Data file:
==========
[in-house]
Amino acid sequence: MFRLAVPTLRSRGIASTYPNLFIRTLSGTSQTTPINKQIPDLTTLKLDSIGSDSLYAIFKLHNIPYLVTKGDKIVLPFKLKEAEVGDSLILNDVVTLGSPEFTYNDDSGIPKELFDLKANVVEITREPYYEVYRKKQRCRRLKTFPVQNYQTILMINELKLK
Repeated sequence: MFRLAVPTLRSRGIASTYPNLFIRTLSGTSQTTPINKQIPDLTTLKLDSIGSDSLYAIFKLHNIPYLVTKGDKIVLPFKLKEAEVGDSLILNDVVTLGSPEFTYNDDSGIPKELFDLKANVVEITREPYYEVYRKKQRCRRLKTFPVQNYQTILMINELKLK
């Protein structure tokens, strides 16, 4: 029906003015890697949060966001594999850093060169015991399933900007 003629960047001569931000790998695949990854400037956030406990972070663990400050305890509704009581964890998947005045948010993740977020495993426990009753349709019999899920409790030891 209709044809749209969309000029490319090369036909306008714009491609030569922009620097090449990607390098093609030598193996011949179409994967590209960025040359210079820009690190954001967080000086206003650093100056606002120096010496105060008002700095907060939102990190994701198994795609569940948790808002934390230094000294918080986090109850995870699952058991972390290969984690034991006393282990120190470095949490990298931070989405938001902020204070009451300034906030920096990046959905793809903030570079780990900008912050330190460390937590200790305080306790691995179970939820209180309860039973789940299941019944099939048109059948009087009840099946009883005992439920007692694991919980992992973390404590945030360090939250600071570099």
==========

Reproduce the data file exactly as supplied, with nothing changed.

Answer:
[in-house]
Amino acid sequence: MFRLAVPTLRSRGIASTYPNLFIRTLSGTSQTTPINKQIPDLTTLKLDSIGSDSLYAIFKLHNIPYLVTKGDKIVLPFKLKEAEVGDSLILNDVVTLGSPEFTYNDDSGIPKELFDLKANVVEITREPYYEVYRKKQRCRRLKTFPVQNYQTILMINELKLK
Repeated sequence: MFRLAVPTLRSRGIASTYPNLFIRTLSGTSQTTPINKQIPDLTTLKLDSIGSDSLYAIFKLHNIPYLVTKGDKIVLPFKLKEAEVGDSLILNDVVTLGSPEFTYNDDSGIPKELFDLKANVVEITREPYYEVYRKKQRCRRLKTFPVQNYQTILMINELKLK
């Protein structure tokens, strides 16, 4: 029906003015890697949060966001594999850093060169015991399933900007 003629960047001569931000790998695949990854400037956030406990972070663990400050305890509704009581964890998947005045948010993740977020495993426990009753349709019999899920409790030891 209709044809749209969309000029490319090369036909306008714009491609030569922009620097090449990607390098093609030598193996011949179409994967590209960025040359210079820009690190954001967080000086206003650093100056606002120096010496105060008002700095907060939102990190994701198994795609569940948790808002934390230094000294918080986090109850995870699952058991972390290969984690034991006393282990120190470095949490990298931070989405938001902020204070009451300034906030920096990046959905793809903030570079780990900008912050330190460390937590200790305080306790691995179970939820209180309860039973789940299941019944099939048109059948009087009840099946009883005992439920007692694991919980992992973390404590945030360090939250600071570099």